Friday, October 31st8.4°C
21625
23004

Rogers, Scotiabank's 6-yr NHL deal; also include new TV shows, digital products

TORONTO - Rogers Communications Inc. (TSX:RCI.B) has signed Scotiabank as its first major NHL sponsor since acquiring exclusive multimedia rights to National Hockey League games beginning this fall.

Neither company would disclose how much money will change hands under the six-year deal but a Rogers executive said it would be in the millions of dollars.

Scotiabank (TSX:BNS) will get sponsorship rights to Sunday night and Wednesday night TV broadcasts that will be carried by either Rogers Sportsnet or its City television stations.

The deal also anticipates Scotiabank will be able to reach customers and other members of the public through network-connected computers, tablets and smartphones — the "second screen" that sports fans use while watching live events.

"There's a whole series of second-screen opportunities that this deal brings to the table," said John Doig, Scotiabank's chief marketing officer.

However, Scotiabank will also use conventional television to talk about its community hockey programs during the Hockey Night In Canada shows on Saturdays, which will remain on CBC Television for a number of years but will be under Rogers management starting with the next hockey season.

The bank will also sponsor Scotiabank Wednesday Night Hockey on Rogers Sportsnet and Sunday Night Hockey on City, another Rogers business, and be a sponsor during the NHL playoffs and Stanley Cup finals.

Scott Moore, president of Sportsnet and NHL Properties at Rogers, agreed that the Scotiabank deal will help fund research into a new range of ways to reach sports fans but said television will remain the best way to reach a mass audience.

"We all want to find new and innovative ways to reach our consumer but, don't forget, the biggest television events are the best marketing opportunities. That gets proven every Saturday night on Hockey Night In Canada," Moore said.

The Rogers deal with the NHL was considered ground-breaking when it was announced in November, in part because it moved Hockey Night In Canada — a fixture through much of the league's history — out of the control of the Canadian Broadcasting Corp. and also because of the amount that Rogers was willing to pay for the 12-year deal — $5.2 billion.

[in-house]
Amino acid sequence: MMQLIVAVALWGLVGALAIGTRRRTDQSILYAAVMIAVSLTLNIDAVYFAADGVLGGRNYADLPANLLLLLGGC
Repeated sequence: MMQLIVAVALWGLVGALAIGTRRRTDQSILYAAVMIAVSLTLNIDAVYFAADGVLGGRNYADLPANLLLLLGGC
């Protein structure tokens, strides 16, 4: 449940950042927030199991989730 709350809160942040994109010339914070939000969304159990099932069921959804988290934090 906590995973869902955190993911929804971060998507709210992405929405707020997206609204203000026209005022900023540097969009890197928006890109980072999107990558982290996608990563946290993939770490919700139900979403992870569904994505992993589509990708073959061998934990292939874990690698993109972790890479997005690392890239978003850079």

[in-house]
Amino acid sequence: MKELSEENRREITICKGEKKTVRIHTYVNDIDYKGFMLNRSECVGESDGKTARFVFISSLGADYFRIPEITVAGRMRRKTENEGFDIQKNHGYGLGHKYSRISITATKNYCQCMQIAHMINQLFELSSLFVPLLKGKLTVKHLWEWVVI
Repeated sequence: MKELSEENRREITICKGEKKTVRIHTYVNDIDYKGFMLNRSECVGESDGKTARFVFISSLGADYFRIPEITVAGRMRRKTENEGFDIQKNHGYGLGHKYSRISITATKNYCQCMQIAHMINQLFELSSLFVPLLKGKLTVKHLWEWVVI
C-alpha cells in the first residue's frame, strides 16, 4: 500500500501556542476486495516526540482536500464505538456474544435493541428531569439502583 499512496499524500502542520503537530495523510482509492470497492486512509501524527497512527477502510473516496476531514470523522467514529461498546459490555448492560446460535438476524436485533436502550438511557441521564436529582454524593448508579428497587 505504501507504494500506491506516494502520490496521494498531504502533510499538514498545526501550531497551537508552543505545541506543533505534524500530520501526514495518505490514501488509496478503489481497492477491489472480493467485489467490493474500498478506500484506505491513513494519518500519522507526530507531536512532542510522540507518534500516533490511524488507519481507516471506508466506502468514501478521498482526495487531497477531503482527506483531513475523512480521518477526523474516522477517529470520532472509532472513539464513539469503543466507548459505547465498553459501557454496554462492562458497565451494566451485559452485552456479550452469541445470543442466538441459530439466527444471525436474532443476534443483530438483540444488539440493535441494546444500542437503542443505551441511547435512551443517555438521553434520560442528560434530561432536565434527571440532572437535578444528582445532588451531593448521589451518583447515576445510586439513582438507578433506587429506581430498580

Rogers has said previously that it expects to be able to combine its strengths in cable television, wireless networks and media production to tap new sources of revenue.

Earlier this week, the rival BCE Inc. (TSX:BCE) telecommunications and media group announced a three-year sponsorship agreement between its TSN sports channels and Canadian Tire Corp. (TSX:CTC.A), another major advertiser. A Canadian Tire executive said it had also invited Rogers to propose new ways to reach its customers and that talks were ongoing.

Follow @DavidPaddon on Twitter

The Canadian Press


Read more Business News




Recent Trending




Today's Market
S&P TSX14458.69-68.88
S&P CDNX771.65-9.42
DJIA17195.42221.11
Nasdaq4566.138+16.912
S&P 5001994.65+12.35
CDN Dollar0.8873-0.0061
Gold1165.30-33.2999
Oil80.27-0.63
Lumber322.40-1.20
Natural Gas3.715+0.066

 
Okanagan Companies
Pacific Safety0.11+0.01
Knighthawk0.01-0.005
QHR Technologies Inc1.150.00
Cantex0.045-0.015
Anavex Life Sciences0.1711-0.0089
Metalex Ventures0.0350.00
Russel Metals32.22-0.35
Copper Mountain Mining1.97-0.05
Colorado Resources0.14+0.005
ReliaBrand Inc0.012-0.004
Sunrise Resources Ltd0.05+0.025
Mission Ready Services0.375+0.005

 





FEATURED Property
19964572420 Abbott
3 bedrooms 3 baths
$2,295,000
more details
image2image2image2
Click here to feature your property
Please wait... loading


Empty nesting: financial issues

Now that the children have ‘left the nest’, it is a good time to step back and take stock of your financial situation. Being on your own will probably cut household costs to some extent, b...


Keep your haunted home safe

Eerie sounds, spooky lights and Jack-o’-lanterns aglow—extra efforts at Halloween will keep visitors coming back for both tricks and treats. However, to keep the fun going, it’s imp...


What I learned in China

Photo: ContributedI will never be an expert on China. It is just too big, too complex and too old with layers of history and meaning that would take several lifetimes to unravel. As I said to my hosts...

_








Member of BC Press Council


22786